- The Washington Times - Thursday, May 19, 2005

The House Armed Services Committee yesterday backed away from ordering the Army to remove women from combat-support units, but instead insisted that the Army not put women in any new combat roles without specific authorization from Congress.

Committee Chairman Duncan Hunter, California Republican, said the Army is violating a 1994 Pentagon directive that women not be put in combat by stationing female soldiers in forward support companies (FSCs) that embed, or collocate, with ground combat units.

Those companies are designed to play supporting roles, but committee Republicans said they often are put into combat situations.

Last week, at his urging, a subcommittee voted to prohibit the Army from assigning women to FSCs.

But yesterday Republicans said they had gone too far, and backed off that change.

“My opinion is, after a decade you can’t put the genie back in the bottle,” said Rep. John M. McHugh, New York Republican and chairman of the subcommittee that made the initial change.

Instead, by voice vote, the committee adopted the new policy that, Republicans said, allows the Army to continue assigning women to some support roles as it does now, but would require any military branch that wants to expand women’s combat role to ask for explicit approval from Congress.

Mr. McHugh said under the new policy adopted last night as part of the Defense authorization bill, Congress was “not removing a single woman from a single job.”

The committee also voted to have the Pentagon report next year on what positions are currently open to women.

“The facts are, the Army is confused. They are all over the place on this one, and this is an issue that lends itself to the judgment of this Congress,” Mr. Hunter said.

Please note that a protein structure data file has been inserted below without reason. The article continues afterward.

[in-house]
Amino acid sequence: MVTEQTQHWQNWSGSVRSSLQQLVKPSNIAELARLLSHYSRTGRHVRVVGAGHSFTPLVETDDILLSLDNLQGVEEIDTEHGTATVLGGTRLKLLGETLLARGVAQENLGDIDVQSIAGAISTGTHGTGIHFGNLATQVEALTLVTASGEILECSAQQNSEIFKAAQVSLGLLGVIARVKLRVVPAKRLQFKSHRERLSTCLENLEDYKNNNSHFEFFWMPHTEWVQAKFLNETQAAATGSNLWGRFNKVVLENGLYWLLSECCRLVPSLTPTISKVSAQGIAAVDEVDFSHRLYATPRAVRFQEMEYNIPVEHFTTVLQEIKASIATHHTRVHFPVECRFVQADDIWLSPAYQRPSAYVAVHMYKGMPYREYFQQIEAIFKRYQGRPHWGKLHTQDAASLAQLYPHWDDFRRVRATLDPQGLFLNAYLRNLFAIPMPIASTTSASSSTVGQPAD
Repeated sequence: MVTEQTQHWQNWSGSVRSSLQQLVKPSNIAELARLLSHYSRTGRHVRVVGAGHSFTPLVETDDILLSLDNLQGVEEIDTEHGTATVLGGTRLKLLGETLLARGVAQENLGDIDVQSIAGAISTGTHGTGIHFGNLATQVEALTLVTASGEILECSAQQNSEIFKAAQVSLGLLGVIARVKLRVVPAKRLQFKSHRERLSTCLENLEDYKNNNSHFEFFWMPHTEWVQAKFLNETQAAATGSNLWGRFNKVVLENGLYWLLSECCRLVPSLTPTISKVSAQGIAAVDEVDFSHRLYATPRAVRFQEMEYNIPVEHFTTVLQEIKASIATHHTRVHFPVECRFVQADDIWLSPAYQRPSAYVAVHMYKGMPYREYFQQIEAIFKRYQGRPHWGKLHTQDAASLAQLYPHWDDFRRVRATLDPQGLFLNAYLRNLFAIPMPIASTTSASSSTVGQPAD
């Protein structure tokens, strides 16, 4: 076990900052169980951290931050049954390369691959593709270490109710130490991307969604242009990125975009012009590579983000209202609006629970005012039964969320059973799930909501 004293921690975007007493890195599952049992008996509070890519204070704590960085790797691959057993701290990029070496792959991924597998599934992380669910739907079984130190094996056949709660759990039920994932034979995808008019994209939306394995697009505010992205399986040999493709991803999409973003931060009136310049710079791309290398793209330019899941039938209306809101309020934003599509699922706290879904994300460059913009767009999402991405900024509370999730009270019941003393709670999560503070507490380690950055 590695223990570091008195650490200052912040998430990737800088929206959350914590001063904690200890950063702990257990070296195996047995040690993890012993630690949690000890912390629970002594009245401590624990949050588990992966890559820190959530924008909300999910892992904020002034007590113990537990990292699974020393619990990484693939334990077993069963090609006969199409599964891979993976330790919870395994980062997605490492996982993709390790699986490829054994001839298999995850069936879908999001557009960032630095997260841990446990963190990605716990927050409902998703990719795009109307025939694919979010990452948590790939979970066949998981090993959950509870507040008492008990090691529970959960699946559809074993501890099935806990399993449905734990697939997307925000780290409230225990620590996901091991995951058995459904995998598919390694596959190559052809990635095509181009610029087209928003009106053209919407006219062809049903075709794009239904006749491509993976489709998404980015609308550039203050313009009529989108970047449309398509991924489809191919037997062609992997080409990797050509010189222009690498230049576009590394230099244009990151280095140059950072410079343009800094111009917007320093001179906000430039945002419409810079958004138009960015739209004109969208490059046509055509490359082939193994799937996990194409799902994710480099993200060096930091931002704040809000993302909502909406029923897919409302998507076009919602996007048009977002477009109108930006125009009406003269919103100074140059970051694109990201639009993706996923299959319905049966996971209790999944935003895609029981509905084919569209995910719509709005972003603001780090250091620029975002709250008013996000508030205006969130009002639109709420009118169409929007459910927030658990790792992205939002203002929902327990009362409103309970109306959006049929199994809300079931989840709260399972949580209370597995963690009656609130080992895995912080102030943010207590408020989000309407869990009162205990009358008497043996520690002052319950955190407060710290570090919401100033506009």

“It’s very good that we flushed the Army out on this issue,” the panel chairman said.

Mr. Hunter said the Army first said last week’s changes would only affect 21 women, then within 72 hours gave two other estimates. Earlier this week, the Army sent a letter to committee Democrats saying those changes would actually close 21,925 positions currently open to women.

The new proposal moves to the House floor, with debate expected for next week.

Democrats on the committee tried to force a study of women’s roles before the new policy takes effect.

“If this is just codification of current law, why … are we trying to do it?” said Rep. Vic Snyder, Arkansas Democrat.

Rep. Ike Skelton of Missouri, the top Democrat on the committee, said the amendment is premature and would hurt women serving in the military.

“You have women doing outstanding jobs all over the world,” Mr. Skelton said. “To raise this issue is untimely, and quite frankly, changing it [while at war] is an issue of national security.”

And Rep. Loretta Sanchez, California Democrat, said women in the military are unavoidably involved in combat situations.

“If that’s what America is so worried about, that you don’t want to see women killed, then maybe you should just make a law that there shouldn’t be any women in Iraq,” she said, pointing to women who have died far from the front lines in the current conflict.

The issue has been boiling since last year, when the Army redesigned combat brigades into lighter “units of action.” The Army describes them as modular units that deploy and fight with support units in tow. The 3rd Infantry Division now in Iraq is the first division to fight with units of action and has 13 FSCs.

However, Pentagon policy bars women from serving in FSCs that routinely collocate with units assigned to ground combat roles. The Army itself describes the FSC role as “to provide direct and habitual combat service support to itself and the maneuver/fires/armed reconnaissance battalion.”

The Army, critics say, has moved to get around the rule by reinterpreting it without Congress’ approval. An internal Army memo previously reported by The Washington Times states that FSCs are only barred from combat units when they are “conducting” actual combat.

So far, 34 female soldiers have been killed in Iraq.

• Brian DeBose and Amy Fagan contributed to this report.

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